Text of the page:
statistics psych 231: research methods in psychology

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  • Slide 1
  • Slide 2
  • Statistics Psych 231: Research Methods in Psychology
  • Slide 3
  • Distribution Properties of a distribution Shape Symmetric v. asymmetric (skew) Unimodal v. multimodal Center Where most of the data in the distribution are Mean, Median, Mode Spread (variability) How similar/dissimilar are the scores in the distribution? Standard deviation (variance), Range
  • Slide 4
  • Center There are three main measures of center Mean (M): the arithmetic average Add up all of the scores and divide by the total number Most used measure of center Median (Mdn): the middle score in terms of location The score that cuts off the top 50% of the from the bottom 50% Good for skewed distributions (e.g. net worth) Mode: the most frequent score Good for nominal scales (e.g. eye color) A must for multi-modal distributions
  • Slide 5
  • The Mean The most commonly used measure of center The arithmetic average Computing the mean The formula for the population mean is (a parameter): The formula for the sample mean is (a statistic): Add up all of the Xs Divide by the total number in the population Divide by the total number in the sample
  • Slide 6
  • The Mean The most commonly used measure of center The arithmetic average Computing the mean Our population 2, 4, 6, 8
  • Slide 7
  • Spread (Variability) How similar are the scores? Range: the maximum value - minimum value Only takes two scores from the distribution into account Influenced by extreme values (outliers) Standard deviation (SD): (essentially) the average amount that the scores in the distribution deviate from the mean Takes all of the scores into account Also influenced by extreme values (but not as much as the range) Variance: standard deviation squared
  • Slide 8
  • Variability Low variability The scores are fairly similar High variability The scores are fairly dissimilar mean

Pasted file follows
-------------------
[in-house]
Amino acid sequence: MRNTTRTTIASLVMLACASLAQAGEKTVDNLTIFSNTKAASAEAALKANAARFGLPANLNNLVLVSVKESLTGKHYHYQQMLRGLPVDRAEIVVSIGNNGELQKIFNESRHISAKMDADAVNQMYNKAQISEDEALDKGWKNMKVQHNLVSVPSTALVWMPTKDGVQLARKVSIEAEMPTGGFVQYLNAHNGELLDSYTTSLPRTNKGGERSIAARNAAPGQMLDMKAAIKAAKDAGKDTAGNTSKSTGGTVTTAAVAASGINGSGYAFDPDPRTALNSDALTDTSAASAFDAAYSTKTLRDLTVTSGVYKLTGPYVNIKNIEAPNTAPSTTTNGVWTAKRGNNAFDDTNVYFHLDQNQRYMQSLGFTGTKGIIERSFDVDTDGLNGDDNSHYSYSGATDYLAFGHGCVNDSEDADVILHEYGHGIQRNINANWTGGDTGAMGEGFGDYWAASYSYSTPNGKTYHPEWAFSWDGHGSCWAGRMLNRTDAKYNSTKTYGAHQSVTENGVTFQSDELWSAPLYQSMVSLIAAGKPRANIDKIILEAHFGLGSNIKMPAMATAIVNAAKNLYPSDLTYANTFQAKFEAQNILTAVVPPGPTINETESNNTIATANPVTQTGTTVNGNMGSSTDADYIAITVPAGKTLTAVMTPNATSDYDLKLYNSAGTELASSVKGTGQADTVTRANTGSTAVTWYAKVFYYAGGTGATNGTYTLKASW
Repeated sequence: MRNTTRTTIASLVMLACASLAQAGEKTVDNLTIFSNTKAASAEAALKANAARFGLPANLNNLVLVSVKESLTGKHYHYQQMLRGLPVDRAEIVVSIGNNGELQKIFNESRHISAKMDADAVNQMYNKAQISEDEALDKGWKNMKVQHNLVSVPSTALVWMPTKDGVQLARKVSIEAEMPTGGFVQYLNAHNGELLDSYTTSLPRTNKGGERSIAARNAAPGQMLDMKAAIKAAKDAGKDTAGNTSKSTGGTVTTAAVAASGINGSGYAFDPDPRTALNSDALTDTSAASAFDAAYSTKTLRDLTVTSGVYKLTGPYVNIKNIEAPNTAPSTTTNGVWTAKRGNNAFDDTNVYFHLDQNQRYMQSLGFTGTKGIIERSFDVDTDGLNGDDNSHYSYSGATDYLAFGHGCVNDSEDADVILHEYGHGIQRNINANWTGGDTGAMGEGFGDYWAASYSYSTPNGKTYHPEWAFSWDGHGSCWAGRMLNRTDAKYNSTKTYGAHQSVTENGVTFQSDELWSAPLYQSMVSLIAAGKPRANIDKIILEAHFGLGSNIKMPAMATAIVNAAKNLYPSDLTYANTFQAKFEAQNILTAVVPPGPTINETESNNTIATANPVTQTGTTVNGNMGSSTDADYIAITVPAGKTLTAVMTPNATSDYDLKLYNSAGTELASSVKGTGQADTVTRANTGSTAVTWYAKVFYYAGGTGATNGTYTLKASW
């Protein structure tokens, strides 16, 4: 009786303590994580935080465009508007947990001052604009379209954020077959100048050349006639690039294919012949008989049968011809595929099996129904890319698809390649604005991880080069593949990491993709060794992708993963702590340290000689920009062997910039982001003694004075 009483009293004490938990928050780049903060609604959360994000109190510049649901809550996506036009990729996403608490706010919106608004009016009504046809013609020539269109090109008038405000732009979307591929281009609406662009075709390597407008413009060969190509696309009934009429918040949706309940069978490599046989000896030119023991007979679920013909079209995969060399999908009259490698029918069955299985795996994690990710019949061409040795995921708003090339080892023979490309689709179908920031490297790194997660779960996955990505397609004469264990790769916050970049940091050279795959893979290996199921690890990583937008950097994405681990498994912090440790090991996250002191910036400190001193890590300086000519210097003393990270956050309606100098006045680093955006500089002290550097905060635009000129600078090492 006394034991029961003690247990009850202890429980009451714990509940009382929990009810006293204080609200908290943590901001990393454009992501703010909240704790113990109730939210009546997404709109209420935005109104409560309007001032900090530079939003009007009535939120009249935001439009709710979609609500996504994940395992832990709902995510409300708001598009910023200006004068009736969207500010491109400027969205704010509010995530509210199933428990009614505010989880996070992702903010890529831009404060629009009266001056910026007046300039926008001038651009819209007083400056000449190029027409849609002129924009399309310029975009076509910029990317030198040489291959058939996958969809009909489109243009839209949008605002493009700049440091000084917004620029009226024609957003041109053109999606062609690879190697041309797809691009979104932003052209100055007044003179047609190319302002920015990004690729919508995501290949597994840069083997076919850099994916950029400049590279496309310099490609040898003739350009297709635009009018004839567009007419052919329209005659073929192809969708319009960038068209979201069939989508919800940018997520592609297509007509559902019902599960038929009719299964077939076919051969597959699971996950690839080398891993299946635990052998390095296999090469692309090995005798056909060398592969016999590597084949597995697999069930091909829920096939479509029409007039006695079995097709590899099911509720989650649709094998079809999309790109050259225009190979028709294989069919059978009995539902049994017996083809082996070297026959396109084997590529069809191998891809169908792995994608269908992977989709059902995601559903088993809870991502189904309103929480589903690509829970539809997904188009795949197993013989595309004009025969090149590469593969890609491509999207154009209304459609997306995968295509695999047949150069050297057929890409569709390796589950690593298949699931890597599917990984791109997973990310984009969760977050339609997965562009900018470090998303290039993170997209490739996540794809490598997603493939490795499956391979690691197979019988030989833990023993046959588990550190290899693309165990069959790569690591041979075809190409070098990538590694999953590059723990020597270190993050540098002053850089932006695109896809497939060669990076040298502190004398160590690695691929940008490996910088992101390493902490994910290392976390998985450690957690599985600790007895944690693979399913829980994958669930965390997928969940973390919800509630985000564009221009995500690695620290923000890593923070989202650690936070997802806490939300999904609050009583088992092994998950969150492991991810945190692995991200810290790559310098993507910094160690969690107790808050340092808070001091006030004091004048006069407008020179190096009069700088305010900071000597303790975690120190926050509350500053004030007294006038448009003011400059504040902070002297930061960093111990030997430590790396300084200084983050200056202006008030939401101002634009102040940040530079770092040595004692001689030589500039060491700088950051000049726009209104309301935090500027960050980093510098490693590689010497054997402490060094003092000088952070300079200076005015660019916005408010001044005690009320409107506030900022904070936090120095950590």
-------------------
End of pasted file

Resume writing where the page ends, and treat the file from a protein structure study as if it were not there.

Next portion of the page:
• Slide 9
  • Standard deviation The standard deviation is the most popular and most important measure of variability. In essence, the standard deviation measures how far off all of the individuals in the distribution are from a standard, where that standard is the mean of the distribution. Essentially, the average of the deviations.
  • Slide 10
  • Computing standard deviation (population) Step 1: To get a measure of the deviation we need to subtract the population mean from every individual in our distribution. Our population 2, 4, 6, 8 1 2 3 4 5 6 7 8 9 10 2 - 5 = -3 X - = deviation scores -3
  • Slide 11
  • Step 1: To get a measure of the deviation we need to subtract the population mean from every individual in our distribution. Our population 2, 4, 6, 8 1 2 3 4 5 6 7 8 9 10 2 - 5 = -3 4 - 5 = -1 X - = deviation scores Computing standard deviation (population)
  • Slide 12
  • Step 1: To get a measure of the deviation we need to subtract the population mean from every individual in our distribution. Our population 2, 4, 6, 8 1 2 3 4 5 6 7 8 9 10 2 - 5 = -3 4 - 5 = -1 6 - 5 = +1 X - = deviation scores 1 Computing standard deviation (population)
  • Slide 13
  • Step 1: To get a measure of the deviation we need to subtract the population mean from every individual in our distribution. Our population 2, 4, 6, 8 1 2 3 4 5 6 7 8 9 10 2 - 5 = -3 4 - 5 = -1 6 - 5 = +1 8 - 5 = +3 X - = deviation scores 3 Notice that if you add up all of the deviations they must equal 0. Computing standard deviation (population)
  • Slide 14
  • Step 2: So what we have to do is get rid of the negative signs. We do this by squaring the deviations and then taking the square root of the sum of the squared deviations (SS). SS = (X - ) 2 2 - 5 = -3 4 - 5 = -1 6 - 5 = +1 8 - 5 = +3 X - = deviation scores = (-3) 2 + (-1) 2 + (+1) 2 + (+3) 2 = 9 + 1 + 1 + 9 = 20 Computing standard deviation (population)
  • Slide 15